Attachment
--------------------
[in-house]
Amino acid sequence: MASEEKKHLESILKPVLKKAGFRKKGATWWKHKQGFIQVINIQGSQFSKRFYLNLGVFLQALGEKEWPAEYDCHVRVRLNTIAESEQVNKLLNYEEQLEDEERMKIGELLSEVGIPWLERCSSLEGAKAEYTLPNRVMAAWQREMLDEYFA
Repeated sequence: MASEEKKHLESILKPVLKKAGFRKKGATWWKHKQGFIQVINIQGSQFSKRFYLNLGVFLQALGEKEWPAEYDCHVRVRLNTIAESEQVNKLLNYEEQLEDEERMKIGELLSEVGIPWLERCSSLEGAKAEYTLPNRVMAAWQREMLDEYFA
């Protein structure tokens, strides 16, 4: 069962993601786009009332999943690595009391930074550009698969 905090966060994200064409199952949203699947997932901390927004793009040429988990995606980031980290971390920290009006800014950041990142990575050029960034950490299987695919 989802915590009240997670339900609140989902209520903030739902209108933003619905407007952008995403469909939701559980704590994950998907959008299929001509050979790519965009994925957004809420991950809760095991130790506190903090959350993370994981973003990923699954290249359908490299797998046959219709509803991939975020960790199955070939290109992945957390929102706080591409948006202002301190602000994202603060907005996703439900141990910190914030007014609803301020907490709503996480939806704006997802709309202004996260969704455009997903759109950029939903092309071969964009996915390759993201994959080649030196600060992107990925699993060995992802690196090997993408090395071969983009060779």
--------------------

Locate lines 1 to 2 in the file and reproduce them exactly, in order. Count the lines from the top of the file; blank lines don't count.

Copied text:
[in-house]
Amino acid sequence: MASEEKKHLESILKPVLKKAGFRKKGATWWKHKQGFIQVINIQGSQFSKRFYLNLGVFLQALGEKEWPAEYDCHVRVRLNTIAESEQVNKLLNYEEQLEDEERMKIGELLSEVGIPWLERCSSLEGAKAEYTLPNRVMAAWQREMLDEYFA